8th European Conference on Speech Communication and Technology

Geneva, Switzerland
September 1-4, 2003


Improvement of Non-Native Speech Recognition by Effectively Modeling Frequently Observed Pronunciation Habits

Nobuaki Minematsu, Koichi Osaki, Keikichi Hirose

University of Tokyo, Japan

In this paper, two techniques are proposed to enhance the non-native (Japanese English) speech recognition performance. The first technique effectively integrates orthographic representation of a phoneme as an additional context in state clustering in training tied-state triphones. Non-native speakers often learned the target language not through their ears but through their eyes and it is easily assumed that their pronunciation of a phoneme may depend upon its grapheme. Here, correspondence between a vowel and its grapheme is automatically extracted and used as an additional context in the state clustering. The second technique elaborately couples a Japanese English acoustic model and a Japanese Japanese model to make a parallel model. When using triphones, mapping between the two models should be carefully trained because phoneme sets of both the models are different. Here, several phoneme recognition experiments are done to induce the mapping, and based upon the mapping, a tentative method of the coupling is examined. Results of LVCSR experiments show high validity of both the proposed methods.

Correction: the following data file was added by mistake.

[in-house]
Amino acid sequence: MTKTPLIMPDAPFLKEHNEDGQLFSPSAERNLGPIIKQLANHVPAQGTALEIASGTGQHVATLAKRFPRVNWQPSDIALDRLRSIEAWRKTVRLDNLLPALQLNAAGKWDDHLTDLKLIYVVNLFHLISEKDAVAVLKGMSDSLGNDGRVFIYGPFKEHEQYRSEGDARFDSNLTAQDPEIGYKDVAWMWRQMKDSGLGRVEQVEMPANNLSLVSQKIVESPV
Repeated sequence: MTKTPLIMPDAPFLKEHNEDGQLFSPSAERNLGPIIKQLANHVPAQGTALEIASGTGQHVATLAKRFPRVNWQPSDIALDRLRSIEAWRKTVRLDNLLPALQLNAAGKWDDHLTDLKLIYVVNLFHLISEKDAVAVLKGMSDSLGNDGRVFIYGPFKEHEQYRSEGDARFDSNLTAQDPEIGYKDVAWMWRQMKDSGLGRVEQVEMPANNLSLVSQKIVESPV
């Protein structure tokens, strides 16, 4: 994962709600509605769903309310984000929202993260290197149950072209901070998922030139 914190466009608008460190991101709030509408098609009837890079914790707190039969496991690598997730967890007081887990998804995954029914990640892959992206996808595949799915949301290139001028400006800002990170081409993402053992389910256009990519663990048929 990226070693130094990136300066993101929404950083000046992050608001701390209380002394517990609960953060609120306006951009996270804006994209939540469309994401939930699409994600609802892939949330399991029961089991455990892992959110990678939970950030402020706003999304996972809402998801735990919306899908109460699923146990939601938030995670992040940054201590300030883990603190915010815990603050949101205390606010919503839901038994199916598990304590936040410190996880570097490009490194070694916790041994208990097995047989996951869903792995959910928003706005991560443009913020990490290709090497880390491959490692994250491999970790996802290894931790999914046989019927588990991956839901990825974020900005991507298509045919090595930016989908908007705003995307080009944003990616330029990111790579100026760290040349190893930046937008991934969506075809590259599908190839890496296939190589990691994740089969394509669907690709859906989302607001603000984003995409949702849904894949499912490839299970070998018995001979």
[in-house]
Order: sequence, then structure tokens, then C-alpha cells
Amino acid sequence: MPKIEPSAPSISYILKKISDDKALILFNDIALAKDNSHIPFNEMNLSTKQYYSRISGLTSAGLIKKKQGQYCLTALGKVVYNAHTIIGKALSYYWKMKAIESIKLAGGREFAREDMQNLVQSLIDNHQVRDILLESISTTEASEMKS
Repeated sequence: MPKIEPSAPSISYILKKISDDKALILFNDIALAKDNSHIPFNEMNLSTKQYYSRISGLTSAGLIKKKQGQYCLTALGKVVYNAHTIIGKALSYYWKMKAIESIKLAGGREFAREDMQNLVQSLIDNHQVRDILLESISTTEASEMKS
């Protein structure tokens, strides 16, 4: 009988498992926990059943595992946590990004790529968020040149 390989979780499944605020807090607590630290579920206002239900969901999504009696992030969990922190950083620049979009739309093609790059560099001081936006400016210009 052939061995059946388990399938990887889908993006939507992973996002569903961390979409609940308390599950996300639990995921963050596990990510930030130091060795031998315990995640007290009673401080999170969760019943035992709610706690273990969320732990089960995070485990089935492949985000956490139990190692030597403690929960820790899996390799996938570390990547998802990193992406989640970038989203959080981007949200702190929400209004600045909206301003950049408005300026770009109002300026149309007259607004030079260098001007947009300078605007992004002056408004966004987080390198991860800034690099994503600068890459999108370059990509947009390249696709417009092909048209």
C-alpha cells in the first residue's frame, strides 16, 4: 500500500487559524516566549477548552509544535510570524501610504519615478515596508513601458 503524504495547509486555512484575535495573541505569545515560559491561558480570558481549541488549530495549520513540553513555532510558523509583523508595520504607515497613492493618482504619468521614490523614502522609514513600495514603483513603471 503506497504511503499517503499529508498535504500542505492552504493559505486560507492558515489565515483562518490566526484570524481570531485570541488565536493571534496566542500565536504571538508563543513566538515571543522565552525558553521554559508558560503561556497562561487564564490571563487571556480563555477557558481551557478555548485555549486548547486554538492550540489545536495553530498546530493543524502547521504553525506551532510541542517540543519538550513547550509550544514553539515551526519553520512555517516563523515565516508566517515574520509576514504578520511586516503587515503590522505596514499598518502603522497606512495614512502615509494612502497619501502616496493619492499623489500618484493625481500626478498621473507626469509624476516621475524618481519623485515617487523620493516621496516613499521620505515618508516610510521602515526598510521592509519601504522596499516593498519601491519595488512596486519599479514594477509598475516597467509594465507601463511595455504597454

Full Paper

Bibliographic reference.  Minematsu, Nobuaki / Osaki, Koichi / Hirose, Keikichi (2003): "Improvement of non-native speech recognition by effectively modeling frequently observed pronunciation habits", In EUROSPEECH-2003, 2597-2600.